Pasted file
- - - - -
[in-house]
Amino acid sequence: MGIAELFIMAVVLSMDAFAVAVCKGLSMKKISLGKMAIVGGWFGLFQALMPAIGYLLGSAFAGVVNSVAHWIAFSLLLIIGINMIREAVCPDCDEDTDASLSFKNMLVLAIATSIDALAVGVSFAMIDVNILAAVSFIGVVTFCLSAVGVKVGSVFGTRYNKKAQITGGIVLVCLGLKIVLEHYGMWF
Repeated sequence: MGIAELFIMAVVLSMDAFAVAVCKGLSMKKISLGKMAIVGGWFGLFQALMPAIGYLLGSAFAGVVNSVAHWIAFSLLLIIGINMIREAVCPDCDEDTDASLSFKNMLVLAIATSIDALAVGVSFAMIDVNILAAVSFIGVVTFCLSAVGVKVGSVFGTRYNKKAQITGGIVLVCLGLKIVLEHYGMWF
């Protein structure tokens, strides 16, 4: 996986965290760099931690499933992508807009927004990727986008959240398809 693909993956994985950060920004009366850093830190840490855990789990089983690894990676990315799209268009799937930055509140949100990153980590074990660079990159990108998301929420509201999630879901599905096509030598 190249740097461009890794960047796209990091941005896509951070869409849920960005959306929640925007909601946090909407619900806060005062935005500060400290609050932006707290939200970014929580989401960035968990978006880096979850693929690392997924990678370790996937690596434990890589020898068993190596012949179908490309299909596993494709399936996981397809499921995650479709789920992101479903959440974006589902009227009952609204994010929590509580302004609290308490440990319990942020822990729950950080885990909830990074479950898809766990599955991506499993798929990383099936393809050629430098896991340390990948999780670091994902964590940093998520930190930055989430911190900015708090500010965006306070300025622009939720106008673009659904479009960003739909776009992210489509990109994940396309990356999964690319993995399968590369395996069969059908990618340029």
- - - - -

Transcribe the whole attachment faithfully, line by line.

[in-house]
Amino acid sequence: MGIAELFIMAVVLSMDAFAVAVCKGLSMKKISLGKMAIVGGWFGLFQALMPAIGYLLGSAFAGVVNSVAHWIAFSLLLIIGINMIREAVCPDCDEDTDASLSFKNMLVLAIATSIDALAVGVSFAMIDVNILAAVSFIGVVTFCLSAVGVKVGSVFGTRYNKKAQITGGIVLVCLGLKIVLEHYGMWF
Repeated sequence: MGIAELFIMAVVLSMDAFAVAVCKGLSMKKISLGKMAIVGGWFGLFQALMPAIGYLLGSAFAGVVNSVAHWIAFSLLLIIGINMIREAVCPDCDEDTDASLSFKNMLVLAIATSIDALAVGVSFAMIDVNILAAVSFIGVVTFCLSAVGVKVGSVFGTRYNKKAQITGGIVLVCLGLKIVLEHYGMWF
């Protein structure tokens, strides 16, 4: 996986965290760099931690499933992508807009927004990727986008959240398809 693909993956994985950060920004009366850093830190840490855990789990089983690894990676990315799209268009799937930055509140949100990153980590074990660079990159990108998301929420509201999630879901599905096509030598 190249740097461009890794960047796209990091941005896509951070869409849920960005959306929640925007909601946090909407619900806060005062935005500060400290609050932006707290939200970014929580989401960035968990978006880096979850693929690392997924990678370790996937690596434990890589020898068993190596012949179908490309299909596993494709399936996981397809499921995650479709789920992101479903959440974006589902009227009952609204994010929590509580302004609290308490440990319990942020822990729950950080885990909830990074479950898809766990599955991506499993798929990383099936393809050629430098896991340390990948999780670091994902964590940093998520930190930055989430911190900015708090500010965006306070300025622009939720106008673009659904479009960003739909776009992210489509990109994940396309990356999964690319993995399968590369395996069969059908990618340029």